Diane Burko never intended to be a climate-change activist.
But in 2006, while speaking at the James A. Michener Art Museum — where her 1976 painting of the French Alps was displayed — she had a eureka moment.
She wondered: Is the snow still there?
"And that set me on my path," Burko said. "I started studying and finding out where the snow was and if it's melting."
She used a practice of geologists called repeat photography, in which a glacier is shot from the same point of view at the same time of year for 30 to 60 years. Then she painted them. This is how we know that at one time Glacier National Park in Montana had 150 glaciers but today has fewer than 25.
Yet after spending a decade documenting the dramatic disappearance of glaciers — her book on the subject, Glacial Shifts, Changing Perspectives: Bearing Witness to Climate Change, was released in April — Burko, of Center City, is now shifting her sights to barrier reefs. Funded by a nearly $40,000 grant from the MAP Fund, a philanthropic grant program, her new project aims to raise awareness of the changes in barrier reefs, such as coral bleaching — in which coral respond to warmer temperatures by expelling the colorful algae that live within them. Some coral recover, but too often the coral dies, and the entire ecosystem virtually disappears.
"I believe there's a way to reach people about issues of climate change without hitting them in the head with charts and graphs, because sometimes it just goes beyond them," Burko said. "As an artist, my language is aesthetics. If you can combine art and science, you reach a different audience."
Called Kai 'Apapa, Hawaiian for "coral reef," the project will be a multimedia examination of American national parks' nine coral reef systems. A team — NASA earth and space science fellow Samiah Moustafa, composer/video artist Christine Southworth, and composer/clarinetist Evan Ziporyn — will join Burko to study the health of the reefs through music, video, photographs, and paintings of each park. Culminating in a live performance for theaters and planetariums, the project will premiere at the Boston Museum of Science in fall 2018.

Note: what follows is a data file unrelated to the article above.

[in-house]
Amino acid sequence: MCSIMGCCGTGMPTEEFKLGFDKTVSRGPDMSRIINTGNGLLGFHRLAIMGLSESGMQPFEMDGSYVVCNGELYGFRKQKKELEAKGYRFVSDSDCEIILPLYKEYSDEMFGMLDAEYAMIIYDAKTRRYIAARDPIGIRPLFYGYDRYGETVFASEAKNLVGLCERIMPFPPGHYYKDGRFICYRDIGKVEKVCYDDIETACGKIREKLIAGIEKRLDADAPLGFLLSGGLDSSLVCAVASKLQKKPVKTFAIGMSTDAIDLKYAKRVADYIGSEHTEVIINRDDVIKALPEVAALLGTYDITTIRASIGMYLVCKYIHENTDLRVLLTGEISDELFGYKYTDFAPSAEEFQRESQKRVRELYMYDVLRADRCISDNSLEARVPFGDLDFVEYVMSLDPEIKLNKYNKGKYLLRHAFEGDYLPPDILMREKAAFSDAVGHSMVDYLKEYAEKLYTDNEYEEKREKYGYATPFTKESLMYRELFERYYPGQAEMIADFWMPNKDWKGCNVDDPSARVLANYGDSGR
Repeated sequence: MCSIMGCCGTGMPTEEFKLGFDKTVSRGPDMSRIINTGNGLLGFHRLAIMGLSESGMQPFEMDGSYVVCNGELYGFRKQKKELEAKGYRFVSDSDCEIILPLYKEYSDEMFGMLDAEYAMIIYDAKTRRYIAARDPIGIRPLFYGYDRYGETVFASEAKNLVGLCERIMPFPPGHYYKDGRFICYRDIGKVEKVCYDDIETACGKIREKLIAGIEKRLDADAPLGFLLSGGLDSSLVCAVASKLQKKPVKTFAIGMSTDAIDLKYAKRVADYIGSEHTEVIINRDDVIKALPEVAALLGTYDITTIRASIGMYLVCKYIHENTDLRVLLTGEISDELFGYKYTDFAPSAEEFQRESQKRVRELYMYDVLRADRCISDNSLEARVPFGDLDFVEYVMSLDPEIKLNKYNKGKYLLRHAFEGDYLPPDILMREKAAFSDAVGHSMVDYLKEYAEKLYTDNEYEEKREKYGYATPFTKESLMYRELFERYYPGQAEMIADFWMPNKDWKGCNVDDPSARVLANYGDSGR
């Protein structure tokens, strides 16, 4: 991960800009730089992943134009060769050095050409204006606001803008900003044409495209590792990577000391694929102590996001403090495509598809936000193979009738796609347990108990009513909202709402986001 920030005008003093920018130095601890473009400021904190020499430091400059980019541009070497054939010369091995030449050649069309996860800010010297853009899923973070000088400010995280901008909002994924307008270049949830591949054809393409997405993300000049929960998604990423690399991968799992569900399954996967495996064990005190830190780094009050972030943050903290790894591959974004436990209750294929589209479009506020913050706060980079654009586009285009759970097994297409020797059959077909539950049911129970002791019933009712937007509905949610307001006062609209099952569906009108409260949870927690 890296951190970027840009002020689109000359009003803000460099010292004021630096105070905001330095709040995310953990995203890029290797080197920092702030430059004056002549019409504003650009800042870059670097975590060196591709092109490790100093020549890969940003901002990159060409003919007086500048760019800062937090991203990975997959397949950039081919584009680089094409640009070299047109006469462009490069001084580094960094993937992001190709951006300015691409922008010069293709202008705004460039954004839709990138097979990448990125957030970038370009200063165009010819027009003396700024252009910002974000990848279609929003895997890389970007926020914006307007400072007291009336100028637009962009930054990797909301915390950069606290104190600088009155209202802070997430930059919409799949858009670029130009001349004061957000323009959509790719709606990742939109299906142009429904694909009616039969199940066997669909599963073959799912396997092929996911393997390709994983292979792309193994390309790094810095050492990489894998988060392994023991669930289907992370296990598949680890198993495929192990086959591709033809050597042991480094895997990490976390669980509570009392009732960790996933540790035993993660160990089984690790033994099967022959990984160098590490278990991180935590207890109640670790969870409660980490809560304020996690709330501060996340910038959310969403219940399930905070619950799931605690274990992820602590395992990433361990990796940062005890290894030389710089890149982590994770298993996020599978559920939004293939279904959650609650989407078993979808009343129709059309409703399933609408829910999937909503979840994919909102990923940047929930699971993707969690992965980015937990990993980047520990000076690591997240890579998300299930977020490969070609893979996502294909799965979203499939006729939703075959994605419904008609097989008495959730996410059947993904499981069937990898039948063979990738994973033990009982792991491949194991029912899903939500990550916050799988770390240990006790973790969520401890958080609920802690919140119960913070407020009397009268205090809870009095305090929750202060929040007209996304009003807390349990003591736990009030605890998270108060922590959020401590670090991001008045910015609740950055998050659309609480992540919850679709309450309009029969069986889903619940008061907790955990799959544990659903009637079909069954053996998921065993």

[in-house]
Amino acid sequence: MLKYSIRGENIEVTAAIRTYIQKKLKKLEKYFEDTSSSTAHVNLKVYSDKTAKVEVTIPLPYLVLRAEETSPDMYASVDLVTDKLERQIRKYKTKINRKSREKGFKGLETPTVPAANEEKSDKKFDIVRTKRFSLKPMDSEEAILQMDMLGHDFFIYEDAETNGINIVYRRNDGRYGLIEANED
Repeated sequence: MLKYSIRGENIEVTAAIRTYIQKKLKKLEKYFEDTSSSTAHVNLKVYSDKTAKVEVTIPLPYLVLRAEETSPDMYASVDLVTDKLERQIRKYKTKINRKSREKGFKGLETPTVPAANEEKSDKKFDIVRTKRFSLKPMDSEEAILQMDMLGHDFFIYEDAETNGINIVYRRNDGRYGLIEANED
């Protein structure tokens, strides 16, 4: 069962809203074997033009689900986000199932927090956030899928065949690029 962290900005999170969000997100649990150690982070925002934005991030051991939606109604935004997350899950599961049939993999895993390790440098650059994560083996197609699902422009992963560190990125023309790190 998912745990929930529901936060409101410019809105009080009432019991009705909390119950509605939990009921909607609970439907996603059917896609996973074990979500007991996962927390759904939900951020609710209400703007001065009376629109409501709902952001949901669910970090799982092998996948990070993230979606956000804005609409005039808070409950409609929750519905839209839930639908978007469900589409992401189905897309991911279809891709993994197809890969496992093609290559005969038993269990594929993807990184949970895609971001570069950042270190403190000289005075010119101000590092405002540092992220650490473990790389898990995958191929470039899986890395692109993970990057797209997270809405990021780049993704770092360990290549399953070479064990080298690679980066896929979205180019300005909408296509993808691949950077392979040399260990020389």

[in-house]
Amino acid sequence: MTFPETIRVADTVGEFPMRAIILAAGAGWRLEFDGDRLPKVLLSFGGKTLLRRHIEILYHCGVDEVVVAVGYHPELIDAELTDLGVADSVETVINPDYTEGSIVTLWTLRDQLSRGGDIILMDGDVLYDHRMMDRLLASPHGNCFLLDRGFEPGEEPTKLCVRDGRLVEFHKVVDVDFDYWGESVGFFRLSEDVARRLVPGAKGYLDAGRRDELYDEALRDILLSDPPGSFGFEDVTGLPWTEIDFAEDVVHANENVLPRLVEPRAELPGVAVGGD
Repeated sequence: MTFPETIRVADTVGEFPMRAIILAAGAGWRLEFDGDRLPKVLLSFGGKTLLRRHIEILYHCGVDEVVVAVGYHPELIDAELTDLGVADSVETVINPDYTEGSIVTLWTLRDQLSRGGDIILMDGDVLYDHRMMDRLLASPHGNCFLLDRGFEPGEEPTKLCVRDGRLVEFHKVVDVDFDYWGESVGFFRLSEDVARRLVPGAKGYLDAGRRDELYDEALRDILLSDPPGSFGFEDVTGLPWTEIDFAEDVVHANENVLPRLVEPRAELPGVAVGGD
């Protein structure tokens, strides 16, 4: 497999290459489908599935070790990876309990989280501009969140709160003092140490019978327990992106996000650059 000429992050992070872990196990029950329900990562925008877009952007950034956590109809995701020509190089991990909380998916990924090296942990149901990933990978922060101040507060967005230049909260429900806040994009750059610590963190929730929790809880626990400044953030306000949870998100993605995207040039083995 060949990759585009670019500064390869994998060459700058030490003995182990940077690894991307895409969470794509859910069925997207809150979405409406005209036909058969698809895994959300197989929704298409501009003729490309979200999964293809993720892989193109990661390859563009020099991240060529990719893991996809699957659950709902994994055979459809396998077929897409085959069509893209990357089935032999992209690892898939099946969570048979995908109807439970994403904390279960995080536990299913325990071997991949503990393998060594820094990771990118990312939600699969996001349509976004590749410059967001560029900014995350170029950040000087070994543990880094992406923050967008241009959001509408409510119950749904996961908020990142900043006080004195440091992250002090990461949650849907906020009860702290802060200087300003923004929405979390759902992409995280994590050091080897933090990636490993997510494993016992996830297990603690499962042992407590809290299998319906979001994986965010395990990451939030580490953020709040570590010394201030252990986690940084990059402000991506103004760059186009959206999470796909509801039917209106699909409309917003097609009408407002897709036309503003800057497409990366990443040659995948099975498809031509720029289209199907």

"In the last 30 to 40 years, 80 percent of coral in the Caribbean have been destroyed, and 50 percent in Indonesia and the Pacific," said Burko. "The 1997-98 El Niño alone wiped out 16 percent of all coral on the planet. Globally, about 1 percent of coral is dying out each year."
At the Walton Arts Center in Fayette, Ark., which will host a show of Burko's work until the end of September, consulting curator Andrea Packard called her work important "because it helps us imagine things outside of our experience in ways that are engaging and not off-putting.
"We're living in a time where climate change is a factor that's immediate and obvious, but we still have a number of people of influence arguing that it's not caused by human interventions in the environment."
For her work, Burko traveled in 2013 to Svalbard and Ny-Alesund, close to the North Pole, and to the Antarctic Peninsula; in 2014, she went to Greenland's Jakobshavn and Ilulissat Glaciers; and to Antarctica again and Argentina's Patagonian ice fields in 2015.
Joe Yohlin of Dresher added Burko's work to his art collection in 2008 and now owns eight pieces, including two diptychs. In one, the Arapaho Glacier in Colorado's Roosevelt National Forest from 1960 is painted on one panel; the other shows the glacier from 2009.
"The fascinating thing is that the picture from 1960 is grey, black, and white and very drab," said Yohlin; the one from 2009 has beautiful blue water and a colorful sun baking off the remaining glacier. "It's the irony that the drab, ugly scene was representative of a healthier environment and the beautiful scene is actually the one that becomes more haunting."
He said he most appreciates the integrity behind Burko's works, which range in price from $2,000 to $50,000, "and the efforts she makes to travel to remote regions of the world to learn."